So Damm and Ripon President David C. Joyce created a program it calls Velorution (vélo is French for “bicycle”): 150 freshmen who pledge not to bring a car to campus get a brand-new bike – for free. (Damm said officials have estimated that since it began, Velorution has cost the college the equivalent of installing nine parking spaces.) While the program hasn’t had a huge effect in terms of the percentage of students with parking permits – for the last four years, it’s hovered around 47 percent – 52 percent of freshmen received bikes last year, and 67 percent got one in each year before that. Damm said Velorution has been “somewhat” successful in addressing the campus parking issues, but the program is going on hiatus this year while the cycling coach and others analyze the three-year data to figure out just how much of an impact it’s made.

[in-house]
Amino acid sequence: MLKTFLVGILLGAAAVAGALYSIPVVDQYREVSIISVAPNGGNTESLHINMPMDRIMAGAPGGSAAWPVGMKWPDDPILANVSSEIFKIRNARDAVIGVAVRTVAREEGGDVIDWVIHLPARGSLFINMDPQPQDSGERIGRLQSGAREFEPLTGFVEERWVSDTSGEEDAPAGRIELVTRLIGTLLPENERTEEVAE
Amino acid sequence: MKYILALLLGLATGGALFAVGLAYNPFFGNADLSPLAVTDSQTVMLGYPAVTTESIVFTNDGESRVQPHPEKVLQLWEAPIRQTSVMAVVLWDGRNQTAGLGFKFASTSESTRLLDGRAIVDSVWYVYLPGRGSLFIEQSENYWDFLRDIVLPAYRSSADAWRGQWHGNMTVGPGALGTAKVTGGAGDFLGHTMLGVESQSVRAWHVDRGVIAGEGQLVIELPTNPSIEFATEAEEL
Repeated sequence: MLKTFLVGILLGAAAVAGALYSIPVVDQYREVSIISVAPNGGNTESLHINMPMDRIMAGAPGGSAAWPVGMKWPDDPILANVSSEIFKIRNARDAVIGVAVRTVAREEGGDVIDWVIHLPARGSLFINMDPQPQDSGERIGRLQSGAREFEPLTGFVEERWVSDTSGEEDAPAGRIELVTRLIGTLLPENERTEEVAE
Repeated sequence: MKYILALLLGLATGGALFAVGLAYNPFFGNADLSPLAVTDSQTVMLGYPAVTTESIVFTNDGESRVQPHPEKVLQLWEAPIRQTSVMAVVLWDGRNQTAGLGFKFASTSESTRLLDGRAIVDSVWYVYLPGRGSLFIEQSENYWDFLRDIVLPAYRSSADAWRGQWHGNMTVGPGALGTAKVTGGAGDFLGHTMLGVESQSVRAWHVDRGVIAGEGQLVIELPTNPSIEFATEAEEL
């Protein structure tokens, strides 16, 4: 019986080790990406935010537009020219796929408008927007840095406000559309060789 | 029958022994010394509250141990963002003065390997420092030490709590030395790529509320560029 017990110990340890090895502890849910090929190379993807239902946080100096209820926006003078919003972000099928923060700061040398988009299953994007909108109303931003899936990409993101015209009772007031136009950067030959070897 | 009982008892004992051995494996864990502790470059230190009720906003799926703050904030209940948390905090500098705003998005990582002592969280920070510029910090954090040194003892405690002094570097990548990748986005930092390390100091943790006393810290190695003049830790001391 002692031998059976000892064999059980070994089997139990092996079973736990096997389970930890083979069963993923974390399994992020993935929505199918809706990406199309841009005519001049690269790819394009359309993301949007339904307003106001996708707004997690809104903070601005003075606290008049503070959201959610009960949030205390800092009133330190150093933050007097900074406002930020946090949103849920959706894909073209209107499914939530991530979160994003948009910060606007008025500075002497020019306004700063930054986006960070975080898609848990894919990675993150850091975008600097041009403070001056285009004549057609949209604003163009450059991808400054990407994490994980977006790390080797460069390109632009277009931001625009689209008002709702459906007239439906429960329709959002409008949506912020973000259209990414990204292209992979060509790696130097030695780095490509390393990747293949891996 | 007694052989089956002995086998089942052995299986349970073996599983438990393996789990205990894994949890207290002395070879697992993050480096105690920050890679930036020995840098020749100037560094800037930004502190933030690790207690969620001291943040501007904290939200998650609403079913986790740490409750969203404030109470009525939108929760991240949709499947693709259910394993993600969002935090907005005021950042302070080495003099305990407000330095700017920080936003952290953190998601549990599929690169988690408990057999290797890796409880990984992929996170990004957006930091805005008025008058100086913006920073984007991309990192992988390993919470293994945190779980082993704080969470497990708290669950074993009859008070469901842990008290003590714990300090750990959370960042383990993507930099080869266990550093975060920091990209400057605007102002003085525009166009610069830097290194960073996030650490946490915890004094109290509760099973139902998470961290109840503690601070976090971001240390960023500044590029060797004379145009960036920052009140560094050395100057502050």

The car culture at Ripon is at times laughable, Damm said. Students often use cars to travel ridiculously short distances – say, from their dorm to the dining hall. “I think that’s what a lot of it boils down to – perceived convenience,” Damm said, adding that that perception can conflict with people’s stated commitment to sustainable living. “It’s human nature to say, ‘Yeah, I’m all for X, Y or Z, until it means a sacrifice in this area’…. I think [driving] is more of a learned behavior and just an expectation at some point of, ‘Well, this is the way I get around. I drive a car.’ ” (Of course, in most cases, in rural locations like Ripon, students who want to visit malls and such probably don't have many options.) That’s why it’s important to supplement a program like Velorution with education about the environmental impact of all those short trips – in the town of Ripon, half of all trips in the car are for distances of two miles or less – and alternative modes of transportation, Damm said.